A great saving on money and waste can be made by butchering a whole chicken yourself. You'll end up using all of the bird in a number of meals.
If you look at the cost of a whole chicken compared to the individual parts you should be able to see a reasonable saving can be made. Off this particular bird I took away 500g of breast meat, the legs and I have two wings stored away to make a whole meal 4-5 chickens down the line. The chicken was a low priced bird working out at £3.90 for around 1.8kg. ASDA's current price to buy their cheapest of cheap breast meat alone is 3.70 per 500g. So with a bit of work we've got that price right down by separating it ourselves. Taking a chicken apart is not a job for people that are a bit squeamish, so stop now if you are not going to like it.
If you have decided you would like to continue, let's begin. I normally start by removing the wings. Take a cleaver or a large sharp knife, extend the wing with one hand and place the blade into the joint you should now be able to see. A cleaver is better for this work because they have some weight behind them and also, normally, they have a wider flatter top so you can apply pressure with your other hand. Pivot the end of the blade on the chopping board and apply pressure with one hand on the handle and the other on top of the knife. This should just go straight through the joint leaving only a bit of skin and meat to cut through. Do the same on the other side and you should have two wings.
Next I take the breast meat off. With a smaller knife, start at the highest point and follow the line of breast cutting the skin between it and the leg. You'll reach a point at which this gets harder, stop here.
Do the same on the other side. Now, once again starting at the highest point peel back the skin (assuming you want skinless) all the way down and tuck under the bird. With the small knife gently cut to one side of the breast bone taking the meat away from the bone. Take little cuts to make sure the meat is kept in the best condition possible. Work you way down the bone until you've formed a gorge. Start again at the top and work it all away from the rib cage taking the most you can away from the bone, once again small delicate cuts are best here. Eventually it will start to come away from the leg end, but don't rush it as it will still be attached at the neck end. Continue cutting away until it has been separated in one piece. Repeat and now you'll have to super bits of breast meat.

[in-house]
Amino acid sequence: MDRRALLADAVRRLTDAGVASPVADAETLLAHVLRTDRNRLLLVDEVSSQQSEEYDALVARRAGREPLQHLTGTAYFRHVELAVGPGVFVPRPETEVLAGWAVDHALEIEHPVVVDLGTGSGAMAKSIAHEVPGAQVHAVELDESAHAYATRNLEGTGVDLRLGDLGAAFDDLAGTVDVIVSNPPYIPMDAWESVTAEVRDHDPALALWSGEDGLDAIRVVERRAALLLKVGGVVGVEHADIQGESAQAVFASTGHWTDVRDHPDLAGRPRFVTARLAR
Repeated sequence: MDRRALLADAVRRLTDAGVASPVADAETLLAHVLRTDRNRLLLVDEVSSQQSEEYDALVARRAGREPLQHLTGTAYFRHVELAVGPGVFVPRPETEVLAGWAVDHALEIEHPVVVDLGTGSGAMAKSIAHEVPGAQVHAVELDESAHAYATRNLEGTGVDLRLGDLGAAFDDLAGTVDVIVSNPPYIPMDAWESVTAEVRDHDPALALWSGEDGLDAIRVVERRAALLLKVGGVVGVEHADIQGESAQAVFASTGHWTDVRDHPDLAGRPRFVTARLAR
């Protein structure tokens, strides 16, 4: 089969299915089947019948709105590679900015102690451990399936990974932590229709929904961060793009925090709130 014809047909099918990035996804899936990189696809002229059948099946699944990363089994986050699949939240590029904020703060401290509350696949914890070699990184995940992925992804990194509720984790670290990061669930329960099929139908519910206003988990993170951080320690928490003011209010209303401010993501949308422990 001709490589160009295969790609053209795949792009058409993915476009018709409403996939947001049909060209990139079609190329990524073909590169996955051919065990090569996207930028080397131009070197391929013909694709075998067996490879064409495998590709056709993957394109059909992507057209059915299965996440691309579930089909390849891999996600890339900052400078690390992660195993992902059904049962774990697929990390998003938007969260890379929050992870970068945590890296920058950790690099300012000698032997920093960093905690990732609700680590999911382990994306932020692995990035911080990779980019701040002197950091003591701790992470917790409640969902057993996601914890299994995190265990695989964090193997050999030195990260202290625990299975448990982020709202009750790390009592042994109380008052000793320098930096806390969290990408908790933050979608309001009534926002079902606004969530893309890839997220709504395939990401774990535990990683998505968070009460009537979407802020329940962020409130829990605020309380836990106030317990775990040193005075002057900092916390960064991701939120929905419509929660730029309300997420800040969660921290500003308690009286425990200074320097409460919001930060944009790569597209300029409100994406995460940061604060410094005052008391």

Next job is to remove the legs. Turn the chicken over and extend the leg, this will reveal the muscle line to follow, score around this to begin with before preceding to cut through to the joint. If you follow this line you'll find the joint and be able to dislocate it saving you cutting through bone. Once dislocated cut through the remaining flesh and apply the same treatment to the other leg.
So this will leave the carcass which you could use to make your easy homemade chicken stock. If you are going to use some parts the same day, return them to the fridge. Otherwise put the rest into the freezer for when you need them. Perfect, this £3.90 chicken will now be used for at least 3 meals making it now a pretty reasonably priced ingredient.
I must point out I have never been formally trained in butchery. One day I decided to have a go myself, and this is the method I use. Any better ways you may know of to do this please leave a comment.
Please Note: Prices used in this article were correct as of 2nd April 2012
- Written by Stuart Edge
- Category: Butchery
- Published: 02 April 2012